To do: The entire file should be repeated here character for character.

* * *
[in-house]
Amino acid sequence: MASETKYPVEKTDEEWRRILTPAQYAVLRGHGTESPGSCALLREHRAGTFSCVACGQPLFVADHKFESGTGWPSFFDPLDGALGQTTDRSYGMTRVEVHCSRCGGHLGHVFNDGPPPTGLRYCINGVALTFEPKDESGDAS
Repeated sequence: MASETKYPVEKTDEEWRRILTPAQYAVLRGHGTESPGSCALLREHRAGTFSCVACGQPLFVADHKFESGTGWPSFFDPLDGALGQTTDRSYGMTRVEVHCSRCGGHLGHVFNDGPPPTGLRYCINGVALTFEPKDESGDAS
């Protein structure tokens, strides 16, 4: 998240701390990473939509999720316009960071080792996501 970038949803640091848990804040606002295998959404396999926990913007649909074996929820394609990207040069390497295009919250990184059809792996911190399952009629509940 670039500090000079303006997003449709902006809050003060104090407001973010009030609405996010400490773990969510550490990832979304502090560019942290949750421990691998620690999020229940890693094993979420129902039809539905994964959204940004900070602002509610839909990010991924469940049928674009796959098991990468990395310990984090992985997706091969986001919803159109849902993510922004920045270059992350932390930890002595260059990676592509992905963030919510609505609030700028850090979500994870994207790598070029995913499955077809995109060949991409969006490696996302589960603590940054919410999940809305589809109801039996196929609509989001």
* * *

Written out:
[in-house]
Amino acid sequence: MASETKYPVEKTDEEWRRILTPAQYAVLRGHGTESPGSCALLREHRAGTFSCVACGQPLFVADHKFESGTGWPSFFDPLDGALGQTTDRSYGMTRVEVHCSRCGGHLGHVFNDGPPPTGLRYCINGVALTFEPKDESGDAS
Repeated sequence: MASETKYPVEKTDEEWRRILTPAQYAVLRGHGTESPGSCALLREHRAGTFSCVACGQPLFVADHKFESGTGWPSFFDPLDGALGQTTDRSYGMTRVEVHCSRCGGHLGHVFNDGPPPTGLRYCINGVALTFEPKDESGDAS
């Protein structure tokens, strides 16, 4: 998240701390990473939509999720316009960071080792996501 970038949803640091848990804040606002295998959404396999926990913007649909074996929820394609990207040069390497295009919250990184059809792996911190399952009629509940 670039500090000079303006997003449709902006809050003060104090407001973010009030609405996010400490773990969510550490990832979304502090560019942290949750421990691998620690999020229940890693094993979420129902039809539905994964959204940004900070602002509610839909990010991924469940049928674009796959098991990468990395310990984090992985997706091969986001919803159109849902993510922004920045270059992350932390930890002595260059990676592509992905963030919510609505609030700028850090979500994870994207790598070029995913499955077809995109060949991409969006490696996302589960603590940054919410999940809305589809109801039996196929609509989001």